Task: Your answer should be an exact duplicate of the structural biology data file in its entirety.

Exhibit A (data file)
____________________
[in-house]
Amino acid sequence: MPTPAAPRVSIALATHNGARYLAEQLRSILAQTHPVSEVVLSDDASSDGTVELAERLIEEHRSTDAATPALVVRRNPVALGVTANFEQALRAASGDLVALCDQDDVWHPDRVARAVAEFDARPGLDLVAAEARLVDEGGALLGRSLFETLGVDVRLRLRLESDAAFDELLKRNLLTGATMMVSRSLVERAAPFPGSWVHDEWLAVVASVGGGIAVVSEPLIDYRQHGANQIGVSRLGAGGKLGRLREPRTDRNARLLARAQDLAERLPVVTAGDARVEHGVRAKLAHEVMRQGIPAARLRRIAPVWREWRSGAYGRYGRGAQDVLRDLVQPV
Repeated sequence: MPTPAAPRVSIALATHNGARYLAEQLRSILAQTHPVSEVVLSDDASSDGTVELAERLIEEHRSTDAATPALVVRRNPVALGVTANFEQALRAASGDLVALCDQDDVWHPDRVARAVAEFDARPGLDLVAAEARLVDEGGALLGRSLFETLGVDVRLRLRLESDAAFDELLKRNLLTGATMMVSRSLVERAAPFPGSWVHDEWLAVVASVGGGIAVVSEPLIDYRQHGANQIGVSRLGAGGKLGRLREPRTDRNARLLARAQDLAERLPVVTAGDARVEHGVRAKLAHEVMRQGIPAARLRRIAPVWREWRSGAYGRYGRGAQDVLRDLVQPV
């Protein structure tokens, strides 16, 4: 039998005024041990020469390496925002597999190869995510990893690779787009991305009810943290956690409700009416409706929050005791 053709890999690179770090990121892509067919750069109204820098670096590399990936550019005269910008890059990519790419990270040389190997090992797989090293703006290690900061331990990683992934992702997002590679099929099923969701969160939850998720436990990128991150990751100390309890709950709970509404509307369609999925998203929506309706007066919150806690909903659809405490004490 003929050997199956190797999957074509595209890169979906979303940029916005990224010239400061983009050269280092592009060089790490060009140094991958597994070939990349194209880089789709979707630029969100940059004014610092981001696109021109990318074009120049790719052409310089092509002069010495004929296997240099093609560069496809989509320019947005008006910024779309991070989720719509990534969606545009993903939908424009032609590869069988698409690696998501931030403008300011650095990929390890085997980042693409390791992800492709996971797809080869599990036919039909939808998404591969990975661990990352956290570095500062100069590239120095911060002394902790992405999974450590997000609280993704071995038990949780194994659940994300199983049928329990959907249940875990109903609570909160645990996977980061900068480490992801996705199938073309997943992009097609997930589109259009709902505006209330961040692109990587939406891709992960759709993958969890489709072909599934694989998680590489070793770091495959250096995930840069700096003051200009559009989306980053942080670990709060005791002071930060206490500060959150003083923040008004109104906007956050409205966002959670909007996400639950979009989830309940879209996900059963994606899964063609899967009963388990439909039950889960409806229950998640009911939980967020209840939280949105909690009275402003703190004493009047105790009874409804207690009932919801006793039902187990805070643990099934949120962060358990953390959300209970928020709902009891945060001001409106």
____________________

[in-house]
Amino acid sequence: MPTPAAPRVSIALATHNGARYLAEQLRSILAQTHPVSEVVLSDDASSDGTVELAERLIEEHRSTDAATPALVVRRNPVALGVTANFEQALRAASGDLVALCDQDDVWHPDRVARAVAEFDARPGLDLVAAEARLVDEGGALLGRSLFETLGVDVRLRLRLESDAAFDELLKRNLLTGATMMVSRSLVERAAPFPGSWVHDEWLAVVASVGGGIAVVSEPLIDYRQHGANQIGVSRLGAGGKLGRLREPRTDRNARLLARAQDLAERLPVVTAGDARVEHGVRAKLAHEVMRQGIPAARLRRIAPVWREWRSGAYGRYGRGAQDVLRDLVQPV
Repeated sequence: MPTPAAPRVSIALATHNGARYLAEQLRSILAQTHPVSEVVLSDDASSDGTVELAERLIEEHRSTDAATPALVVRRNPVALGVTANFEQALRAASGDLVALCDQDDVWHPDRVARAVAEFDARPGLDLVAAEARLVDEGGALLGRSLFETLGVDVRLRLRLESDAAFDELLKRNLLTGATMMVSRSLVERAAPFPGSWVHDEWLAVVASVGGGIAVVSEPLIDYRQHGANQIGVSRLGAGGKLGRLREPRTDRNARLLARAQDLAERLPVVTAGDARVEHGVRAKLAHEVMRQGIPAARLRRIAPVWREWRSGAYGRYGRGAQDVLRDLVQPV
């Protein structure tokens, strides 16, 4: 039998005024041990020469390496925002597999190869995510990893690779787009991305009810943290956690409700009416409706929050005791 053709890999690179770090990121892509067919750069109204820098670096590399990936550019005269910008890059990519790419990270040389190997090992797989090293703006290690900061331990990683992934992702997002590679099929099923969701969160939850998720436990990128991150990751100390309890709950709970509404509307369609999925998203929506309706007066919150806690909903659809405490004490 003929050997199956190797999957074509595209890169979906979303940029916005990224010239400061983009050269280092592009060089790490060009140094991958597994070939990349194209880089789709979707630029969100940059004014610092981001696109021109990318074009120049790719052409310089092509002069010495004929296997240099093609560069496809989509320019947005008006910024779309991070989720719509990534969606545009993903939908424009032609590869069988698409690696998501931030403008300011650095990929390890085997980042693409390791992800492709996971797809080869599990036919039909939808998404591969990975661990990352956290570095500062100069590239120095911060002394902790992405999974450590997000609280993704071995038990949780194994659940994300199983049928329990959907249940875990109903609570909160645990996977980061900068480490992801996705199938073309997943992009097609997930589109259009709902505006209330961040692109990587939406891709992960759709993958969890489709072909599934694989998680590489070793770091495959250096995930840069700096003051200009559009989306980053942080670990709060005791002071930060206490500060959150003083923040008004109104906007956050409205966002959670909007996400639950979009989830309940879209996900059963994606899964063609899967009963388990439909039950889960409806229950998640009911939980967020209840939280949105909690009275402003703190004493009047105790009874409804207690009932919801006793039902187990805070643990099934949120962060358990953390959300209970928020709902009891945060001001409106």